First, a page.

In 2023, The Linen Hall explored the meanings and realities of borders and boundaries in Northern Ireland throughout the last century with an exhibition and an event series, funded by the Reconciliation Fund of the Department of Foreign Affairs.

Over the last century, borders and boundaries have shaped the lives of people in Northern Ireland in many ways. They may be physical structures, like peace walls or customs posts, or they may be more psychological or intangible boundaries, like avoiding certain areas due to fear or intimidation. Borders and boundaries can engender conflict and division, but they can also provide opportunities for co-operation through things such as trade, culture, and activism. 

Using postcards, t-shirts, coins, posters, maps, and other ephemera drawn from a range of our collections, we curated an exhibition which surveyed the changing cultural, political, and economic implications of borders and boundaries in Northern Ireland. The exhibition was divided into three themes: creation, conflict, and co-operation. We are delighted to share some of the exhibition in digital form below, alongside a virtual tour of the physical exhibition which was on display in The Linen Hall’s Vertical Gallery from 8 November until 22 December 2023.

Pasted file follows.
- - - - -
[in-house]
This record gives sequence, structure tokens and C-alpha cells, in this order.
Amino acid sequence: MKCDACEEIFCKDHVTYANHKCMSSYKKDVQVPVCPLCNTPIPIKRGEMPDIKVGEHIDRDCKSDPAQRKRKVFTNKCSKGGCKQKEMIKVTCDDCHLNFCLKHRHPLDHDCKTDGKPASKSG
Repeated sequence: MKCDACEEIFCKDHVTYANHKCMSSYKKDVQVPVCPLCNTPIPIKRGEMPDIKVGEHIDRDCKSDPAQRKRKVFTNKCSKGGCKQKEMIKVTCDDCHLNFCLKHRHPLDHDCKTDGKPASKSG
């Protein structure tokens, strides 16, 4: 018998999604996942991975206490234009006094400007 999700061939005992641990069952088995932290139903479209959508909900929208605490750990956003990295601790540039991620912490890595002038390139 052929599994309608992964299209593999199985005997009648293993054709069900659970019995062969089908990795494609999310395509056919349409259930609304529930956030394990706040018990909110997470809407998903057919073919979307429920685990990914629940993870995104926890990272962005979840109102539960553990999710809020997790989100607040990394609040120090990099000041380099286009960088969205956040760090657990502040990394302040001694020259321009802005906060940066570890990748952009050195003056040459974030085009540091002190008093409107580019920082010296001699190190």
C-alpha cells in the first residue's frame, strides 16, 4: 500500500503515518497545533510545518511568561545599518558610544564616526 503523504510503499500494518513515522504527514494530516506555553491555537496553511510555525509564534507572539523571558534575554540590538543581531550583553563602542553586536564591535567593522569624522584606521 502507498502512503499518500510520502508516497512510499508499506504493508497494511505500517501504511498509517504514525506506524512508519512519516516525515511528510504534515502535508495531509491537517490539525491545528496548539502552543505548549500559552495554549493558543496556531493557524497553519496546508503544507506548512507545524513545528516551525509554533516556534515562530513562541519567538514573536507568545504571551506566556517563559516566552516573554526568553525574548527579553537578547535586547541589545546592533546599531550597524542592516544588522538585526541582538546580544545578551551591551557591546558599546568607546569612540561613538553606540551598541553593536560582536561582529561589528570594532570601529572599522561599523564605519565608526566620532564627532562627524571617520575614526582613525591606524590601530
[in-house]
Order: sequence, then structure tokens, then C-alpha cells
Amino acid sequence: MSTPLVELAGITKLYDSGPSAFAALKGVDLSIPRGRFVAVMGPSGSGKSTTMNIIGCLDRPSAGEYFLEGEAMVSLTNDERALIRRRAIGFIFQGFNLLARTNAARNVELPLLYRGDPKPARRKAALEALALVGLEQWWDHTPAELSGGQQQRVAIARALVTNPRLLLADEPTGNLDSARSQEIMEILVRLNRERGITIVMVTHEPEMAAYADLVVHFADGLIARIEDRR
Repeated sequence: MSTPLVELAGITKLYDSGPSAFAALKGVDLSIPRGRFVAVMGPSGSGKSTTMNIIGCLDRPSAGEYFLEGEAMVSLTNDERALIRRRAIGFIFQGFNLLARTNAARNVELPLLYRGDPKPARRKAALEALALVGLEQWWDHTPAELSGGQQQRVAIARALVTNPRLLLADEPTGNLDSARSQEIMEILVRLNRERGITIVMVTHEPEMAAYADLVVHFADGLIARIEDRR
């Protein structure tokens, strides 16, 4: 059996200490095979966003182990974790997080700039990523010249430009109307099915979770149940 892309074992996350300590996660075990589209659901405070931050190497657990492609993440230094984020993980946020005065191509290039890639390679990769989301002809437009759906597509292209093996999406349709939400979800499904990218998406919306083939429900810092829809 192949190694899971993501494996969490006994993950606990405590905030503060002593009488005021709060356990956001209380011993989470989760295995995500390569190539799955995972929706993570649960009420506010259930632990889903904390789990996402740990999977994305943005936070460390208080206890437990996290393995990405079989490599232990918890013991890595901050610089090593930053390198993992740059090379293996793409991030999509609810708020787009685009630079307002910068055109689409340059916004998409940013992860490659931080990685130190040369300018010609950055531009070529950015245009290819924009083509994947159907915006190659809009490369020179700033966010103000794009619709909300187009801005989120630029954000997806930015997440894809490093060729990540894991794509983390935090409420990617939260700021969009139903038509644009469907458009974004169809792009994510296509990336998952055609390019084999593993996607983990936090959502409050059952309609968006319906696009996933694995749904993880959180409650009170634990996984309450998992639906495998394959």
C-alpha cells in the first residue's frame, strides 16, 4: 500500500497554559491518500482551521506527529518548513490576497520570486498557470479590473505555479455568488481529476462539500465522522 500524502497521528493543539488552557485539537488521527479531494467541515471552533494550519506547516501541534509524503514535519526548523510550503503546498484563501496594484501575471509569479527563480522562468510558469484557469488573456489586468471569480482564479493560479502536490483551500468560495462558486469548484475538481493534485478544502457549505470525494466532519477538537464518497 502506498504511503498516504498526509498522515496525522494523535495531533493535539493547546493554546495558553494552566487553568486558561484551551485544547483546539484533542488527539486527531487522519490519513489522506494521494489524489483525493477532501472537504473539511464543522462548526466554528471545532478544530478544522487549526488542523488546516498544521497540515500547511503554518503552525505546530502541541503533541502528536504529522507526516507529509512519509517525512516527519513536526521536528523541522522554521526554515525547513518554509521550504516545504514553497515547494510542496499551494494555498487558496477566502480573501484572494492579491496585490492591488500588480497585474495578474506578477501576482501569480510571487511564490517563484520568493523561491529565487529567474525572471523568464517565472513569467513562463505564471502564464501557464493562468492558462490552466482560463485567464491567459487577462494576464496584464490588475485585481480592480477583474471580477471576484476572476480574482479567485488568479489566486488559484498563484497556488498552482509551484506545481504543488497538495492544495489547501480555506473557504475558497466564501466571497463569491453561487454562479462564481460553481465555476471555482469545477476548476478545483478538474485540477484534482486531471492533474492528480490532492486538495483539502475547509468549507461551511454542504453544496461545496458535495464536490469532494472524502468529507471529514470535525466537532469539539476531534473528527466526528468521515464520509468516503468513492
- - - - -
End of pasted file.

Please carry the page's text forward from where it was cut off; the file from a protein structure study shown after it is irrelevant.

The border between Northern Ireland and the Republic of Ireland (formerly the Irish Free State) was created in the early 1920s, at a time when a lot of national borders were being drawn and redrawn after World War I. The border in Ireland emerged out of a long-standing conflict between nationalists who sought varying levels of independence from Britain, and unionists who wanted Ireland to remain part of the United Kingdom.





Our series of events brought together athletes, academics, activists, politicians, and writers to reflect on their experiences of borders and boundaries. Some participants spoke of how borders and boundaries had defined their identities, particularly in times of conflict and unrest, while others discussed how their experiences in sport, the arts, and activist campaigns blurred divisions. The events series is available to watch back on The Linen Hall’s YouTube channel.